The 15th Ave E location of the Uncle Ike’s pot retail empire has stirred up another call for boycott against the business.
Its owner says that a sign asking customers to donate to a neighborhood nonprofit and not give money to panhandlers was driven by the community — neighbors, merchants, and the city in meetings, and complaints on social media like Facebook and the Nextdoor neighborhood app.
But after the sign was moved recently from inside the store to replace a Harold & Kumar movie poster that had been framed in lights out front since the shop’s opening, its new prominence has neighbors talking, indeed.
A confluence of federal, state, and city regulations has pushed pot retailing in Seattle into concentrated pockets. On Capitol Hill, 15th Ave E at Republican and E Olive way are the areas that qualify across the spectrum of local and state requirements. The resulting concentration focuses the impact of the industry in specific areas of the neighborhood and the cash only nature of the business makes for a draw for people just looking to buy lunch and more entrepreneurial performers and artists looking for a little more.
Ike’s owner Ian Eisenberg said he was partly just tired of the movie poster but also frustrated in state limitations that prohibited a more directly pot-related sign. Eisenberg said he decided to move the panhandling message from inside the store where it has been on display to the new location in blinking lights by the shop’s entrance.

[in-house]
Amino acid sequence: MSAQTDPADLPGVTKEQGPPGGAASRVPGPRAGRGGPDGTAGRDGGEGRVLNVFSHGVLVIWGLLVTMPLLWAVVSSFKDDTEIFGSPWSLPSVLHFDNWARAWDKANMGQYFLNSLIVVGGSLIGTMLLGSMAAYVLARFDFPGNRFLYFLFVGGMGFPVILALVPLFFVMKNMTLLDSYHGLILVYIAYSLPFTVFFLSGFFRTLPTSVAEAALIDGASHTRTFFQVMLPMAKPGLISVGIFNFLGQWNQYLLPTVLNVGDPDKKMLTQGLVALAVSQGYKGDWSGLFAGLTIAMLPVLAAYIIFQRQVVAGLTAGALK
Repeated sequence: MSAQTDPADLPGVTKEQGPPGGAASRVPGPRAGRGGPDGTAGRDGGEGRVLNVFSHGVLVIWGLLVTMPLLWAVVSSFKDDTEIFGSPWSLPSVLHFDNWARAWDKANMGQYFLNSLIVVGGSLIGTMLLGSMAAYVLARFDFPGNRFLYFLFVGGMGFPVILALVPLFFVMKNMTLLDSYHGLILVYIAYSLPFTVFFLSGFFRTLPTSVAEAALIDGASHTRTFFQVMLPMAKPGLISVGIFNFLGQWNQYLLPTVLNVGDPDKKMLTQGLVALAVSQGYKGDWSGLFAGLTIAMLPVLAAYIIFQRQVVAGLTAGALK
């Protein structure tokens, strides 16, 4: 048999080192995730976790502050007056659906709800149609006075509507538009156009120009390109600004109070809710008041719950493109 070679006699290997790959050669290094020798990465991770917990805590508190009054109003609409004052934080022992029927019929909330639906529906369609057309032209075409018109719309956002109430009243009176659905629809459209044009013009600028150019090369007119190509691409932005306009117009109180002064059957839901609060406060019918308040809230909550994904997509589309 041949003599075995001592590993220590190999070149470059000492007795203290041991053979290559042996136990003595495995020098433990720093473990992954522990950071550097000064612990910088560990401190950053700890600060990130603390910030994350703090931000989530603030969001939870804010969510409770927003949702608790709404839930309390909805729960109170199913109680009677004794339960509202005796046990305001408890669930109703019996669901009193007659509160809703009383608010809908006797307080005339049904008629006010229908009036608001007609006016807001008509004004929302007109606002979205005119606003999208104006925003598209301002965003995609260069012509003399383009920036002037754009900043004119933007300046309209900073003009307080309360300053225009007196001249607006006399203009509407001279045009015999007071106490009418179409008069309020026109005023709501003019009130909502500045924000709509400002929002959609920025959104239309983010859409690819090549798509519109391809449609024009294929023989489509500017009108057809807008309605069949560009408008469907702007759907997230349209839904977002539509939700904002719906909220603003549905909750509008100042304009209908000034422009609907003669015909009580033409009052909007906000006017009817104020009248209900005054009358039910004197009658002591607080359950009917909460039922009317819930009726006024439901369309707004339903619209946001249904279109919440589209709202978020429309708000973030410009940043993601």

In retrospect, the lights might be a bit much. Eisenberg says he also regrets being cheap about the donations. He is planning to update the poster with a promise to match donations made to the Country Doctor Health Clinics 100%. But, he wants the anti-panhandling message to stay.
UPDATE 4:30 PM: That was fast. Eisenberg says that somebody smashed up the sign overnight and has posted a security image and videos of “Hammer Girl” in an effort to identify the perpetrator:
UPDATE 1/4/2019: A new sign has gone up:
— jseattle (@jseattle) January 3, 2019
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